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BLOG 5: THE DAINTREE - JCU - Indigenous Environmental Management - April 2016

Posted by Craig Ward, April 2016 on

eternal endemism©


JCU - Indigenous Environmental Management

In April of this year, I was lucky enough to join in with the James Cook University EV3252 – Indigenous Environmental Management Field Trip. It was offered as a third-year subject and Post Grad/Masters subject. The outline is below:

This subject explores Indigenous people's role in environmental management in both Australia and across the world. Students obtain an introduction to core issues and concepts that reflect and access Indigenous perspectives on environmental management issues through an on-campus 4 day residential of lectures, workshops and a field trip, and an off-campus 8-week web-based self-study program inclusive of pre-recorded lectures and readings. The field trip will enable students to meet with traditional owners in Far North Queensland and take part in learning discussions and activities related to Indigenous perspectives and goals in environmental management of their ancestral lands. Students are subsequently guided towards resources to enable them to synthesise their new understandings and complete the assessment requirements (JCU 2016). 

The trip itself was wonderfully well balanced, we met at JabalbinaYalanji Aboriginal Corporation Office and heard about their work and the difficulties of negotiating native and Title and assisting Aboriginal people in returning to country.

Our Country has been divided up into land and sea, and into Green, Yellow and Pink zones, but we see our Country as one. An IPA will help us put it back together, through us planning for and managing our Country all together. It will help put together all of the different plans and projects that are happening on our jalun and bubu. Jalunji-Warra People, Shee, R. 2012

A visit to Mossman Gorge, where we met Manager Ben Pratt and Yalanji people for the Mossman Gorge Area, helped to set the scene further for our arrival into Cow Bay in the arvo where we considered the essence of the project. Below are notes and thoughts from the field trip.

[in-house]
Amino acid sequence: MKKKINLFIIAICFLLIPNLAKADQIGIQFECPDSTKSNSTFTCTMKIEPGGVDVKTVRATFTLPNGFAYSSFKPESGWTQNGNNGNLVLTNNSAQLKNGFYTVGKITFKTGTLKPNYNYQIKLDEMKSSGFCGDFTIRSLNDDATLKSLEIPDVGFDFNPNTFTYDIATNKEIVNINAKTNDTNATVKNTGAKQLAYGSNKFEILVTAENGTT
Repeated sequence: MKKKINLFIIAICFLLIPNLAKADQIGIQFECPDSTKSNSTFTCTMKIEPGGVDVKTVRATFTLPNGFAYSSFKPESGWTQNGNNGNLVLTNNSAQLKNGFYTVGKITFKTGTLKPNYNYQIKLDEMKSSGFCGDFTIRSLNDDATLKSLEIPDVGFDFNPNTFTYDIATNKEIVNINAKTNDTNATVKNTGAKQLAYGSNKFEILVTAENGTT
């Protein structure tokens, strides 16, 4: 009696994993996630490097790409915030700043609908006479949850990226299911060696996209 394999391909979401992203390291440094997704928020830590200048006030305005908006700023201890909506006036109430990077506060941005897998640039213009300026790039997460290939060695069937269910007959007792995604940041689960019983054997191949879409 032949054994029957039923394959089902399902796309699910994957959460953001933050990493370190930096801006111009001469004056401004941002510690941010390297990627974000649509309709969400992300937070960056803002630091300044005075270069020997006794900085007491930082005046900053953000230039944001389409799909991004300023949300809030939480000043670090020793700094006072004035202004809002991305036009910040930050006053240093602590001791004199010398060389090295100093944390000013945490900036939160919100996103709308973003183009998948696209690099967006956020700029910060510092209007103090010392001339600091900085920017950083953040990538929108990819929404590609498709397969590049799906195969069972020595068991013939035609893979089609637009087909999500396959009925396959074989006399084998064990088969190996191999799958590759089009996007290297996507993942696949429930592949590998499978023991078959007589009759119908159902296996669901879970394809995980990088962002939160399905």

With the acknowledgement of Aboriginal and Torres Strait Islander people and their culture, knowledge and tradition in recent legislation (Planning Bill 2015), there is an unprecedented opportunity for planning guidelines to reflect and be structured by these values (Harwood, 2016). The Eastern Kuku Yalanji (EKY) and Queensland government are seeking input into their plans for Cow Bay and the broader EKY native title claim with a possible outcome of a Land Trust Indigenous Environmental Management Plan (IEMP). It is expected this would become part of a statutory guideline that will facilitate a long-awaited return to country (Harwood, 2016).

Purpose and Overview of the IEMP

In 1996, the traditional owners of the broader Cow Bay region of the Daintree joined with other clans to form the EKY native title claim. Over the following 11 years, negotiations progressed slowly, but ultimately to a native title determination of 2007, which saw the establishment of JabalbinaYalanji Aboriginal Corporation (Jabaldina) as the registered Native Title Body Corporate and Land Trust. The EKY native title claim covers more than 30 blocks, and so the decision was made to prepare a Community Development Plan (CDP) for a Pink Zone (Aboriginal freehold-ALA 1991) pilot block as a guideline for all future CDPs. Across the region, there is a strong desire to come back to country, and so Eastern Kuku Yalanji traditional owners, Jabalbina and Wet Tropics Management Authority (WTMA) have worked together to develop plans to guide Bama (Aboriginal person) in moving back to country. The Cow Bay (KabaKada) Pink block was chosen for the CDP pilot, and approximately 350 family clan members are associated with this 77ha beach-side, rainforest block, with the majority currently living off country.

“ I’d like to see family move back to country - to live” Jabalbina Staff Member Tuesday 19th April 2016

I came away from the field trip feeling that the challenges of effective environmental management and the preservation of biodiversity are many but any genuine solutions are sure to be found in holistic, thoughtful, considerate and co-operative approaches. Please visit the Jablabina website and lend your support in any way you can:

‘Biodiversity also incorporates human cultural diversity, which can be affected by the same drivers as biodiversity, and which has impacts on the diversity of genes, other species and ecosystems.’ (UNEP, 2007, p160)

The evidence of feral pigs in both Mossman Gorge and the Daintree is a serious concern. Pigs are bold and noticeable at this time of year. We have long failed to control their populations and the damage they do in National Parks and valuable wildlife habitat. Please do everything you can and at the very least report sightings and help improve the National database (see below)…